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Chapter 6: Mustafa Kemal Atatürk and Meh Med the Conqueror: Negotiating a National Historical Narrative

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pp. 173-202

After the Turkish success at Kunu-ri in Korea in November–December 1950 the Antakya daily Yeniyol reminded readers that the cost of participating in the Korean War was not without reward. Not only did the war offer Turkey the opportunity to resolve its ambiguous relationship with the West in the context of the emerging Cold ...

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Chapter 7: Religious Reactionaries or Muslim Turks? Print Culture and the Negotiation of National Identity

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pp. 203-221

The prevailing narrative of Turkish history credits Mustafa Kemal Atatürk with the creation of the modern secular nation between the world wars. It also defines Turkish history according to political developments in such a way that the year 1950 stands out as a point of rupture: the Republican People’s Party lost general elections and was replaced in government by the ...

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Conclusion: A Muslim National Identity in Modern Turkey

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pp. 222-227

So far Turkish historiography has been dominated by secularization theory that takes as axiomatic the “decline of religion” both among individuals and in society as a whole as a result of modernization.1 From the perspective of the early twenty-first century, it is clear that this simply has not been the case. Religion remains an important force ...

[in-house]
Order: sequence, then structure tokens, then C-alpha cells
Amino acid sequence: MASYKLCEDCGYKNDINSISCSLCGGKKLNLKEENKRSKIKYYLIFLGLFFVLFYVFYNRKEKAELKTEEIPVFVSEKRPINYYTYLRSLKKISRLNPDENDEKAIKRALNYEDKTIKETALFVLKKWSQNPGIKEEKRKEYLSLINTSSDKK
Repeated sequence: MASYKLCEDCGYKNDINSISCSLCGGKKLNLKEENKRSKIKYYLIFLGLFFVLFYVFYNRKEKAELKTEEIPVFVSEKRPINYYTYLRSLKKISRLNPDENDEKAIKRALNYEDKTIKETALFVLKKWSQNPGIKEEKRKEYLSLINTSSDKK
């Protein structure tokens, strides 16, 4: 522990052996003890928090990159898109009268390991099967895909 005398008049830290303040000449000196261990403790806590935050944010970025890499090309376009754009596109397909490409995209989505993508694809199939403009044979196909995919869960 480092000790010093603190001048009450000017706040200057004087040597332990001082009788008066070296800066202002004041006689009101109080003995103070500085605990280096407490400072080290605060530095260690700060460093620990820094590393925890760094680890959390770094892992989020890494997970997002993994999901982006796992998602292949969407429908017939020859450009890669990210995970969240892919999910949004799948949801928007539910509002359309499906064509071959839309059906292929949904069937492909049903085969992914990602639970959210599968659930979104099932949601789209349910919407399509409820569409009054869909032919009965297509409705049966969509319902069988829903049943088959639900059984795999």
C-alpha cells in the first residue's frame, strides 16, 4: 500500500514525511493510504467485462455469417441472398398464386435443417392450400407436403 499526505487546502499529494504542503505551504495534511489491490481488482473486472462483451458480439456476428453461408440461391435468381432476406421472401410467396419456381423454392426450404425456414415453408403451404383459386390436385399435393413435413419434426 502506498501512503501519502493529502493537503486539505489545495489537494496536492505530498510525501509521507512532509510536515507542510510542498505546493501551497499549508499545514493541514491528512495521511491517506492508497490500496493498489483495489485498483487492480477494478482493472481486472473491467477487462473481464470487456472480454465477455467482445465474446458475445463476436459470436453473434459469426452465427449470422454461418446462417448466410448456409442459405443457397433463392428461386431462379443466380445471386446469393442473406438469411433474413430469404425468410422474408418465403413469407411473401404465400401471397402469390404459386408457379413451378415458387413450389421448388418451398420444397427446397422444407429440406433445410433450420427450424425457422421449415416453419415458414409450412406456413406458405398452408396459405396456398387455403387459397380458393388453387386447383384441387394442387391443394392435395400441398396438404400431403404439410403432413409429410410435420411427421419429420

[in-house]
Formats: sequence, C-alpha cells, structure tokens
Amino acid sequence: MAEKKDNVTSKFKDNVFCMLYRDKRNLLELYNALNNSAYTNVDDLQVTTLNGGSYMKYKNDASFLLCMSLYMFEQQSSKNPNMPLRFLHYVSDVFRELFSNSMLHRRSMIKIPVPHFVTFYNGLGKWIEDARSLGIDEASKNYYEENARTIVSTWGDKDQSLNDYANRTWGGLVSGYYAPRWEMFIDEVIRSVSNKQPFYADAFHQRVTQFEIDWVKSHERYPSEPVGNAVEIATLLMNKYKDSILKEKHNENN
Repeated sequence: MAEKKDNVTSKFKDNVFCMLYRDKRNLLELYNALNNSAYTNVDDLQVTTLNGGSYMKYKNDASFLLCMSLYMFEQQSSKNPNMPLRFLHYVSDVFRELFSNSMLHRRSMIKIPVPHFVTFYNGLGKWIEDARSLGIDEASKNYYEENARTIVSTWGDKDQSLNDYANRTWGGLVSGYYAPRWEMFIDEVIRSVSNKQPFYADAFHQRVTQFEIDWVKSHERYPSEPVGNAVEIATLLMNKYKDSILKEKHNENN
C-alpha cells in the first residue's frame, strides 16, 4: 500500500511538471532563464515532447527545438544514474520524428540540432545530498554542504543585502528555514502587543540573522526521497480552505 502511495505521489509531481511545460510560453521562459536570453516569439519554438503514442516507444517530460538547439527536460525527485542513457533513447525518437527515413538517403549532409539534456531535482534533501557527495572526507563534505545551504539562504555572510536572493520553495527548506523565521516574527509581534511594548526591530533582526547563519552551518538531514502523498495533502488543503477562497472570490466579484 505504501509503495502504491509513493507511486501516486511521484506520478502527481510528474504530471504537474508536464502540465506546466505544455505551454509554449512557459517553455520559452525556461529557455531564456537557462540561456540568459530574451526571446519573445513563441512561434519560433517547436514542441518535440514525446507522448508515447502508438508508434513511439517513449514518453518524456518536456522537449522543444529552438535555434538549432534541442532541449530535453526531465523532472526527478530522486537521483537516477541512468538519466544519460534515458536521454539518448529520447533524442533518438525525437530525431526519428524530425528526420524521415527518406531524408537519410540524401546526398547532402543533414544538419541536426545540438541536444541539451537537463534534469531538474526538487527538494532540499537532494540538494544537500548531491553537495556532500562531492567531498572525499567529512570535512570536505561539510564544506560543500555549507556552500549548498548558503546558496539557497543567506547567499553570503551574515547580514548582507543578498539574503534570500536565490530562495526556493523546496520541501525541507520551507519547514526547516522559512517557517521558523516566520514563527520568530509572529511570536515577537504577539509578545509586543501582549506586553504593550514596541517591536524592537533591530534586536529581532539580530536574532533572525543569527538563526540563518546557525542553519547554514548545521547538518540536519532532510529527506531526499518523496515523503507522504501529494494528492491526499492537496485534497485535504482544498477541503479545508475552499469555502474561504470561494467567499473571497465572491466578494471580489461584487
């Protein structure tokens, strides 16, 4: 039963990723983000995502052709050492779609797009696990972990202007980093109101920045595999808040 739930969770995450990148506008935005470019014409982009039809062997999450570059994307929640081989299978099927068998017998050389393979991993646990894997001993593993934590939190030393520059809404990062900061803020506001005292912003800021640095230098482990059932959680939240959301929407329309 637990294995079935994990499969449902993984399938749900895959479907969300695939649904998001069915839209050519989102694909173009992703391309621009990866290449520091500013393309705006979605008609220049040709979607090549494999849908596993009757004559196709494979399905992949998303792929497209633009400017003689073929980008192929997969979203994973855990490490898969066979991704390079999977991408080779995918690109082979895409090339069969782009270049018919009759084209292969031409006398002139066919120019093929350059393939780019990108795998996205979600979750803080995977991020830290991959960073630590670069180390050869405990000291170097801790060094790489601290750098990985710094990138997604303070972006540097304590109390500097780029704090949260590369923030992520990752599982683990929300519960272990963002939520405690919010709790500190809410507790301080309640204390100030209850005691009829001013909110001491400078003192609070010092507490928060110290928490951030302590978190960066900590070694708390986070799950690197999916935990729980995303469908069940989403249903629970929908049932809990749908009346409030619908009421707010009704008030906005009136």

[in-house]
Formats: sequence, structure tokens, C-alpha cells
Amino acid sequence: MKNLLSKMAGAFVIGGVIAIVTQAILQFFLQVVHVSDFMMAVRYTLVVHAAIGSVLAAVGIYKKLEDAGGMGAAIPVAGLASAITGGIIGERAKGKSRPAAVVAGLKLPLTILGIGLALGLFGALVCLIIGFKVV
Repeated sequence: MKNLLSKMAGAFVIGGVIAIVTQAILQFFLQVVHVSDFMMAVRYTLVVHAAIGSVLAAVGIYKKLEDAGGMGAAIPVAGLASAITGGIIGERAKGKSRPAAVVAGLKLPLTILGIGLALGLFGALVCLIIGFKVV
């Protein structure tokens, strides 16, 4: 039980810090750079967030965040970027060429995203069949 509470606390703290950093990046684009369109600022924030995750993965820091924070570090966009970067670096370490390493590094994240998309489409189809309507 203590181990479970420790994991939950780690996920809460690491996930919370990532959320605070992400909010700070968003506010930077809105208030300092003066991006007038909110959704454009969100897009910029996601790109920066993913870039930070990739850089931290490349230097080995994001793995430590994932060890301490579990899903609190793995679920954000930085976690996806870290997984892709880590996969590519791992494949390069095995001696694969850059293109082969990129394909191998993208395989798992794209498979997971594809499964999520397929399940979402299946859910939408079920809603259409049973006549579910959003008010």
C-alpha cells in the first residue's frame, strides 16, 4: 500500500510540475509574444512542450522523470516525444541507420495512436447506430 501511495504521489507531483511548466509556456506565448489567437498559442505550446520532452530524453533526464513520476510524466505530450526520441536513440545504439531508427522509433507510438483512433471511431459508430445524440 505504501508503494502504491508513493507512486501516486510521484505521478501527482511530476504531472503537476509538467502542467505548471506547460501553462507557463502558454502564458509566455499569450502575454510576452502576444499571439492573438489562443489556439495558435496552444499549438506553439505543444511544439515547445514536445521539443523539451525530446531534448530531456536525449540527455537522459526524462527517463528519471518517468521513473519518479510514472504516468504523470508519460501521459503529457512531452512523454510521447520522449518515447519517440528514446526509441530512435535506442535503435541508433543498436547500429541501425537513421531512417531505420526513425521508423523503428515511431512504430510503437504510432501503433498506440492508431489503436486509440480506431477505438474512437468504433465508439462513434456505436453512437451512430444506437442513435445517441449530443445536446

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pp. 229-263


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pp. 265-268

Published Works

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pp. 269-284


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pp. 285-291

E-ISBN-13: 9780292734913
E-ISBN-10: 0292734913
Print-ISBN-13: 9780292723597
Print-ISBN-10: 0292723598

Page Count: 311
Illustrations: 20 b&w photos, 1 map
Publication Year: 2011

Series Title: CMES Modern Middle East Series
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OCLC Number: 741751271
MUSE Marc Record: Download for How Happy to Call Oneself a Turk

Research Areas


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Subject Headings

  • Turkish newspapers -- History -- 20th century.
  • Mass media -- Political aspects -- Turkey -- History -- 20th century.
  • Turkey -- Politics and government -- 1918-1960.
  • Nationalism -- Turkey -- History -- 20th century.
  • Printing -- Social aspects -- Turkey -- History -- 20th century.
  • Mass media -- Social aspects -- Turkey -- History -- 20th century.
  • Printing -- Political aspects -- Turkey -- History -- 20th century.
  • Atatürk, Kemal, 1881-1938 -- Political and social views.
  • Identification (Religion) -- Political aspects -- Turkey -- History -- 20th century.
  • Muslims -- Turkey -- History -- 20th century.